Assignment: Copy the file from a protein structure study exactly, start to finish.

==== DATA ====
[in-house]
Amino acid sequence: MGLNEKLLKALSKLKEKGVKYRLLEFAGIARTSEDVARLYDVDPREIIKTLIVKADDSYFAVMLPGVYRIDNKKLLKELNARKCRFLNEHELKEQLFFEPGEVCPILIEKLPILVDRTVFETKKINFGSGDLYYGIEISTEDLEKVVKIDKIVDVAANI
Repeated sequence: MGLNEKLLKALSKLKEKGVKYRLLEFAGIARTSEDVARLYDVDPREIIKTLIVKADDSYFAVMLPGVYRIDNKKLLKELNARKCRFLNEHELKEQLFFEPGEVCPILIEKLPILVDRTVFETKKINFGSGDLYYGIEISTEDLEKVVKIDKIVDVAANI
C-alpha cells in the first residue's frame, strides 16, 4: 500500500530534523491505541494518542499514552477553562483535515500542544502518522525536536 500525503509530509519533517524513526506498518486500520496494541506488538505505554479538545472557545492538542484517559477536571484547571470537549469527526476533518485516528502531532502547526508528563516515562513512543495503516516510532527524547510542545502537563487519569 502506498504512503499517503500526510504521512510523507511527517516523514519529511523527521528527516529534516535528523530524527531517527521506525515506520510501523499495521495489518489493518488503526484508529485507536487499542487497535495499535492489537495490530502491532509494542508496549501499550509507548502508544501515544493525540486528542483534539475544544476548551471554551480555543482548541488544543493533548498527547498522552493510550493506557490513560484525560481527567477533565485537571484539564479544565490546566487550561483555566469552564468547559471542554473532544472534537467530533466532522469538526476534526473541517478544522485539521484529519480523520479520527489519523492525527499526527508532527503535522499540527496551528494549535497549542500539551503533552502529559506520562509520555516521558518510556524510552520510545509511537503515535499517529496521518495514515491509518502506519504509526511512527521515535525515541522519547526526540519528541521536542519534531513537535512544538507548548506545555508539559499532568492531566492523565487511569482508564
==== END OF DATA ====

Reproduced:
[in-house]
Amino acid sequence: MGLNEKLLKALSKLKEKGVKYRLLEFAGIARTSEDVARLYDVDPREIIKTLIVKADDSYFAVMLPGVYRIDNKKLLKELNARKCRFLNEHELKEQLFFEPGEVCPILIEKLPILVDRTVFETKKINFGSGDLYYGIEISTEDLEKVVKIDKIVDVAANI
Repeated sequence: MGLNEKLLKALSKLKEKGVKYRLLEFAGIARTSEDVARLYDVDPREIIKTLIVKADDSYFAVMLPGVYRIDNKKLLKELNARKCRFLNEHELKEQLFFEPGEVCPILIEKLPILVDRTVFETKKINFGSGDLYYGIEISTEDLEKVVKIDKIVDVAANI
C-alpha cells in the first residue's frame, strides 16, 4: 500500500530534523491505541494518542499514552477553562483535515500542544502518522525536536 500525503509530509519533517524513526506498518486500520496494541506488538505505554479538545472557545492538542484517559477536571484547571470537549469527526476533518485516528502531532502547526508528563516515562513512543495503516516510532527524547510542545502537563487519569 502506498504512503499517503500526510504521512510523507511527517516523514519529511523527521528527516529534516535528523530524527531517527521506525515506520510501523499495521495489518489493518488503526484508529485507536487499542487497535495499535492489537495490530502491532509494542508496549501499550509507548502508544501515544493525540486528542483534539475544544476548551471554551480555543482548541488544543493533548498527547498522552493510550493506557490513560484525560481527567477533565485537571484539564479544565490546566487550561483555566469552564468547559471542554473532544472534537467530533466532522469538526476534526473541517478544522485539521484529519480523520479520527489519523492525527499526527508532527503535522499540527496551528494549535497549542500539551503533552502529559506520562509520555516521558518510556524510552520510545509511537503515535499517529496521518495514515491509518502506519504509526511512527521515535525515541522519547526526540519528541521536542519534531513537535512544538507548548506545555508539559499532568492531566492523565487511569482508564